Many readers will know Bechdel from her critically acclaimed 2006 graphic memoir Fun Home: A Family Tragicomic, which captures (among many other things) her coming out experience and the discovery that her father himself was homosexual and closeted. As we covered here, the book recently enjoyed a second-life as an off-Broadway musical. Bechdel’s second memoir, Are You My Mother: A Comic Drama, was similarly well-received; Bechdel discussed that book and its themes with Outward’s June Thomas in 2012.
If Bechdel comes from the artistic sector of queer luminaries, civil rights lawyer Mary Bonauto is an ideal representative of the crucial legal activism side. Thought it’s easy to forget in a world where Windsor dominates the lede of most gay marriage stories, Bonauto and her partners at Gay & Lesbian Advocates & Defenders (GLAD) were responsible for building out much of the legal framework that made later gay rights victories possible, especially in terms of the state-by-state approach which laid the groundwork for successful federal challenges. As Slate’s Justin Peters succinctly put it in a profile of Bonauto last summer, “she has had a hand in pretty much every major gay marriage legal victory over the past 20 years.”
Genius can be a subjective term, but in the case of these two remarkable queer women, it’s clearly well-deserved.
Ask a Homo: Secret Ally Codes
Welcome back to Ask a Homo, a judgment-free zone where the gays of Outward answer questions about LGBTQ politics, culture, etiquette, language, and other queer conundrums. This week, a wonderfully supportive mother asks if she should share the pride she feels for her gay daughter with unsuspecting strangers on the street.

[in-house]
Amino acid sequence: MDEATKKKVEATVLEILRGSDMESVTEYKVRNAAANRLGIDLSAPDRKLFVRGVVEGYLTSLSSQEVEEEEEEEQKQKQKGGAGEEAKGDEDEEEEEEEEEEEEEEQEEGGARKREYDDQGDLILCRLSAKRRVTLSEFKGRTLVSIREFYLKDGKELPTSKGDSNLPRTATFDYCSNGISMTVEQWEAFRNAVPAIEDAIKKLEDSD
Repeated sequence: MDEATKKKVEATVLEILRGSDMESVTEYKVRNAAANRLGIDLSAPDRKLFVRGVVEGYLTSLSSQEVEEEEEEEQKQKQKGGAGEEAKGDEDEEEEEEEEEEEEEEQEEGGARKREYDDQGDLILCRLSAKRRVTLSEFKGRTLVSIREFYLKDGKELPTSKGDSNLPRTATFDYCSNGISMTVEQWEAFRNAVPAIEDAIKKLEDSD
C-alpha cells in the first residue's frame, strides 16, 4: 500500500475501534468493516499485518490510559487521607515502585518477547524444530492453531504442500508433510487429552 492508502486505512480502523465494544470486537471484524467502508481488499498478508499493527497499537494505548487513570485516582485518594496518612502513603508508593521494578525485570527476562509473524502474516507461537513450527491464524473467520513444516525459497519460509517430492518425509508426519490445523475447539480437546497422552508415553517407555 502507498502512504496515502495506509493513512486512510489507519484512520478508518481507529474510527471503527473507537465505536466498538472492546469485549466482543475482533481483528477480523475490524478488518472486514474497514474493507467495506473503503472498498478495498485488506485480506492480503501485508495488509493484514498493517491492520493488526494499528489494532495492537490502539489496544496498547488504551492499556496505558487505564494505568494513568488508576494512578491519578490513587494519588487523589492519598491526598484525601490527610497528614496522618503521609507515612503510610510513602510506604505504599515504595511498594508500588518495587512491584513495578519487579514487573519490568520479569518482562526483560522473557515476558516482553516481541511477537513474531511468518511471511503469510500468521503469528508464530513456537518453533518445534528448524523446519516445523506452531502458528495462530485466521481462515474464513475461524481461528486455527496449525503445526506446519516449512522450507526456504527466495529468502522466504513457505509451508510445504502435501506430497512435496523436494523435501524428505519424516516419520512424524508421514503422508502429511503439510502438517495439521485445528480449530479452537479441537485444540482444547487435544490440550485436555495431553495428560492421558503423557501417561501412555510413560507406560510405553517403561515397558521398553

If there are questions you’ve been dying to ask a member of the real rainbow coalition, this is your chance. Send your queries—for publication—to firstname.lastname@example.org, and please put “ASK A HOMO” in the subject line. Note that questions may be edited.
Other Questions Asked of Homos:
How should I greet a closeted co-worker's partner?
Why do gay men like musical theater?
Is it OK for straight women to talk about their “girl crushes”?
What was the best time in history to be gay?
Do lesbian couples always reflect a butch-femme dynamic?
Why is bitchiness encouraged among gay men?
What do lesbians think of LUGs—lesbians until graduation?
Why do gay people call themselves queer?
Are gay weddings different from straight ceremonies?
Why do gay men sometimes call each other she?
What’s the deal with tops and bottoms?
Why do lesbians wear so much flannel?
What's the deal with the gay lisp?
Should a straight person frequent a gay bar?
What Is Straight Ice Cream?
The culture wars have been fought on all manner of terrain over the years, but as far as I know, Rocky Road is new ground. Sugary shots were fired in New York City over the weekend as Gallo Nero, an Italian restaurant located in Manhattan’s West Village, posted an advertisement for its ice cream offerings that seemed to mock its famous neighbor the Big Gay Ice Cream shop. The sign, featuring two rather drab looking cones of different flavors leaning suggestively toward each other, proclaimed that here customers could find “The Big STRAIGHT ice cream.”
While it’s difficult to discern whether the Gallo Nero ad was malicious or just a badly played joke—statements to local media have been cryptic—the notion of “straight” ice cream is a fascinating one. Gay ice cream, at least as the “Big” guys define it, means frozen creations that are often named after campy gay icons like Bea Arthur and rambunctious flavor combinations (apple butter and bourbon butterscotch; key lime curd and graham crackers) that are clearly homosexual. Gay ice cream is also generally served in the presence of drag queen unicorn.